Check out London’s slimmest house with a width of 99 inches. It’s currently on the market for £450,000.
In the time that has passed since the Styles section last reported on hand-lift procedures (March 15, 2012), doctors are saying that they are seeing more newly engaged women come in specifically with the selfie in mind. “Absolutely, the rise in social media is a reason people are getting a ton of stuff done, not just to their hands,” said Dr. David Bank, the director of the Center for Dermatology in Mount Kisco, N.Y., who has been offering hand lifts since 2005 and has conducted studies on hand injectables…In Ms. Valencis’ quest for that perfect selfie of her diamond-adorned hand, she contracted for a series of six intense pulsed light (I.P.L.) and chemical-peel treatments and two syringes of an injected gel substance called Juvéderm Voluma XC for a total of $3,000.
Our society is so dumb.
Oh my god, Zuckerberg’s money went to the unions instead of the children. Oh the shock. Who could have possibly predicted that?
In his first major show of philanthropy, Facebook founder Mark Zuckerberg made a splash by announcing his plan to give $100 million to help turn around Newark, New Jersey’s public schools in an appearance on Oprah in 2010. But nearly four years later, Zuckerberg’s money has run out, having been spent mostly on labor contracts and consulting fees with no noticeable improvement in student performance, a report in the New Yorker reveals.
The IRS is coming for your frequent flyer miles and hotel points.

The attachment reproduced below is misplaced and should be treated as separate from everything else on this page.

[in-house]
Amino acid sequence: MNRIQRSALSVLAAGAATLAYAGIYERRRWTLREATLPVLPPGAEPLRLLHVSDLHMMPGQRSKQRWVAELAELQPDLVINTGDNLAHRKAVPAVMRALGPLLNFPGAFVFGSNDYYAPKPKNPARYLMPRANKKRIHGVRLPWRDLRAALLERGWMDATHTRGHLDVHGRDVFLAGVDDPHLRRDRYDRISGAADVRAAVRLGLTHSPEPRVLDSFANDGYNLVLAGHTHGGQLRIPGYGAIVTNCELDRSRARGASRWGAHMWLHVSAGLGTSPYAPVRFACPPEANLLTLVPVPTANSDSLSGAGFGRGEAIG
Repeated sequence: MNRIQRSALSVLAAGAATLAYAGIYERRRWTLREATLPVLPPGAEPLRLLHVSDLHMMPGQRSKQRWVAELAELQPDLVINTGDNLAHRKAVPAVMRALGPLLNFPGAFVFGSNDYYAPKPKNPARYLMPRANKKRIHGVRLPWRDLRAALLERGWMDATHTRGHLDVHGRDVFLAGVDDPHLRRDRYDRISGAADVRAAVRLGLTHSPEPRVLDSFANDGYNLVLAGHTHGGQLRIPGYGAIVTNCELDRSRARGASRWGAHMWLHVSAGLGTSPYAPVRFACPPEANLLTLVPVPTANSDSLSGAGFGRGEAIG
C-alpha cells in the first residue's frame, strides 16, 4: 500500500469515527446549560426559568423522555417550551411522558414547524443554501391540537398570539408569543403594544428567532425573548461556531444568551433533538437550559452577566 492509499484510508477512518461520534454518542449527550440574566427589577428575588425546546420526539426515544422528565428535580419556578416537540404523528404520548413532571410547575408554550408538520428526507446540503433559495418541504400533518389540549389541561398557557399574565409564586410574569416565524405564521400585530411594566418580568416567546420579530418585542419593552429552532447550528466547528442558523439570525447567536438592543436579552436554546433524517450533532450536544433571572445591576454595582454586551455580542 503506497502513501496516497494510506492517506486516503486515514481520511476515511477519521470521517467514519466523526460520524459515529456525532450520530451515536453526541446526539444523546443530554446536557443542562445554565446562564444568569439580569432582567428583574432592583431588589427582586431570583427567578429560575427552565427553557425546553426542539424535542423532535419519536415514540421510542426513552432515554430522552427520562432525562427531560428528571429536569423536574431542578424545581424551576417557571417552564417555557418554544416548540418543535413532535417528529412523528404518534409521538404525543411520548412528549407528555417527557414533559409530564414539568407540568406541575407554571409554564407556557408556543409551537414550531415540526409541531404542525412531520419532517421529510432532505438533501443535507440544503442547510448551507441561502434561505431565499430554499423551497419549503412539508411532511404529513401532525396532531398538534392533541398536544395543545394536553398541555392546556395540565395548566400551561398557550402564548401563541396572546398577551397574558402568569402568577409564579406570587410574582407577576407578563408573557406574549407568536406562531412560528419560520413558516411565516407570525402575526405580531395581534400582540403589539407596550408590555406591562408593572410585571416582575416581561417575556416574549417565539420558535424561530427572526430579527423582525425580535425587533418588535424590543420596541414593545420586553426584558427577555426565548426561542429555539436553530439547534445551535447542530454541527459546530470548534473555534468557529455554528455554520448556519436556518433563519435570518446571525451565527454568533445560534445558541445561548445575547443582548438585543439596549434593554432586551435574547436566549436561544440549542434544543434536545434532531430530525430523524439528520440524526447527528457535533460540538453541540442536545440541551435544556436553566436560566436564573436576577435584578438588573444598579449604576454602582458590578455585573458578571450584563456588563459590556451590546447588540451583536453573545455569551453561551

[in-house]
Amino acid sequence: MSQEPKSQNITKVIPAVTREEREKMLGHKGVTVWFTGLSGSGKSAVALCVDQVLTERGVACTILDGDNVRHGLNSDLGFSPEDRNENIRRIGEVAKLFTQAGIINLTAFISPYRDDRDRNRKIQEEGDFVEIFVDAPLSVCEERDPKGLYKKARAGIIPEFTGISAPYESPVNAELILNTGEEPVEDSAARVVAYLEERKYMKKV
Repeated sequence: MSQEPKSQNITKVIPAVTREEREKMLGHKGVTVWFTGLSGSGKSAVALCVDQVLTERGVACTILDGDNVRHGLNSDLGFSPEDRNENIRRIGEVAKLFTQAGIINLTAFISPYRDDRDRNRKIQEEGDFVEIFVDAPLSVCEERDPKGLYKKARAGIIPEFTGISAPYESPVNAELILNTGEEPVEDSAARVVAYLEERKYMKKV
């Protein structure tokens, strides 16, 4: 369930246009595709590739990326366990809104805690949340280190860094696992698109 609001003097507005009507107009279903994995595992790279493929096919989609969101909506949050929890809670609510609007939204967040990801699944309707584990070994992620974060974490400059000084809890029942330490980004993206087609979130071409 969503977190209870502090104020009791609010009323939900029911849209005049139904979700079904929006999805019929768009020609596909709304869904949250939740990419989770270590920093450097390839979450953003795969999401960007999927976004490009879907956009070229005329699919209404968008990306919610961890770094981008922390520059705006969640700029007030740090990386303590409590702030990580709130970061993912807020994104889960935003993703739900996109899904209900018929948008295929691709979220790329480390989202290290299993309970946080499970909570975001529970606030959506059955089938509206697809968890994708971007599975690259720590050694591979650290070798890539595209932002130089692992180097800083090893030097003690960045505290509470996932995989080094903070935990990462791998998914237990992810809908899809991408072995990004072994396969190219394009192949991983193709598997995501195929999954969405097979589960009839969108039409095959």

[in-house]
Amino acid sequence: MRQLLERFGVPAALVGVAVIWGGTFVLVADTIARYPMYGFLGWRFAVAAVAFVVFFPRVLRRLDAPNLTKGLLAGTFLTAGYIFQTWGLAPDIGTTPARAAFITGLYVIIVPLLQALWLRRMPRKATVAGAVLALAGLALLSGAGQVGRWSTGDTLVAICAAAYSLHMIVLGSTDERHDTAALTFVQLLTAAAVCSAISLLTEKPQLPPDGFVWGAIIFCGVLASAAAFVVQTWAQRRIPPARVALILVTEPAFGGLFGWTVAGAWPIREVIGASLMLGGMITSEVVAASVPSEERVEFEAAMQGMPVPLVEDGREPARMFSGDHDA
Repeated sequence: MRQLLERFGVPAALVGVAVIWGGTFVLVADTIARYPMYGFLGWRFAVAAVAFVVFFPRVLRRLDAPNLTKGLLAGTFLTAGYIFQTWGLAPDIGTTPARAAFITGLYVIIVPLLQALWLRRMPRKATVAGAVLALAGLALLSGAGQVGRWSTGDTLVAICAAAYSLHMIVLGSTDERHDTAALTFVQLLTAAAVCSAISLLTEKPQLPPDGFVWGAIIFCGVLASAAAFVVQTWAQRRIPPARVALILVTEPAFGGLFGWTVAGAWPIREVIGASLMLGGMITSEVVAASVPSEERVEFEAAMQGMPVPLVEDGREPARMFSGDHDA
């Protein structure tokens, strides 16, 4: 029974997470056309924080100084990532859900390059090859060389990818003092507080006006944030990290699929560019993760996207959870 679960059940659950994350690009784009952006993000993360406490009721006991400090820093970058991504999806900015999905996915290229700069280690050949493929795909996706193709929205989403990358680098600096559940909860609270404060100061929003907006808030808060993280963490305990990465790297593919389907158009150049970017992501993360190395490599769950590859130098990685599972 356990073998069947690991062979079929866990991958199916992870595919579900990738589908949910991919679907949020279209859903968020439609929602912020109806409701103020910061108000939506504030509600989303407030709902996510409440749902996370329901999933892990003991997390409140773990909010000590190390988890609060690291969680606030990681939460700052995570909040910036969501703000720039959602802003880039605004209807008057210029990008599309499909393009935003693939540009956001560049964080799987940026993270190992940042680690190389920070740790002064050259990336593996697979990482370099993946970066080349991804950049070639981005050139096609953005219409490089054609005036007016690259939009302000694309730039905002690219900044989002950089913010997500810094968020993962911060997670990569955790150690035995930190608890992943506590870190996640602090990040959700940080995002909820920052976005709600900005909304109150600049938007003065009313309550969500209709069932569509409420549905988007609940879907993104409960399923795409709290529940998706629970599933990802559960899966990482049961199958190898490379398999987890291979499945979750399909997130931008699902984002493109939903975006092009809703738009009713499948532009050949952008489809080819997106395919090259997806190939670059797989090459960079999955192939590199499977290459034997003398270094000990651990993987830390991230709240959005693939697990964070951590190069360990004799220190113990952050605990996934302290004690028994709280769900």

“I don’t even like cheese.” This guy should be tarred and feathered. Shameful.
Can’t say I blame them. British literature is far superior to American literature.
For decades, British students have grown up reading the American classics To Kill A Mockingbird, Of Mice and Men and The Crucible. Now, if students want to read those books, it will be on their own time. Harper Lee, John Steinbeck and Arthur Miller are out — perhaps replaced by the likes of Charles Dickens, Jane Austen and George Eliot. British Education Secretary Michael Gove has decided that the English literature list for a national exam needs to be more English, so he is swapping American texts in the curriculum for British ones…In a statement, the U.K. Department of Education insisted that no books have been banned. The new guidance “does ensure pupils will learn about a wide range of literature, including at least one Shakespeare play, a 19th century novel written anywhere, and post-1914 fiction or drama written in the British Isles,” a department spokesperson said. The statement also notes that the curriculum sets out minimum requirements and that teachers are free to add any additional texts to the syllabus.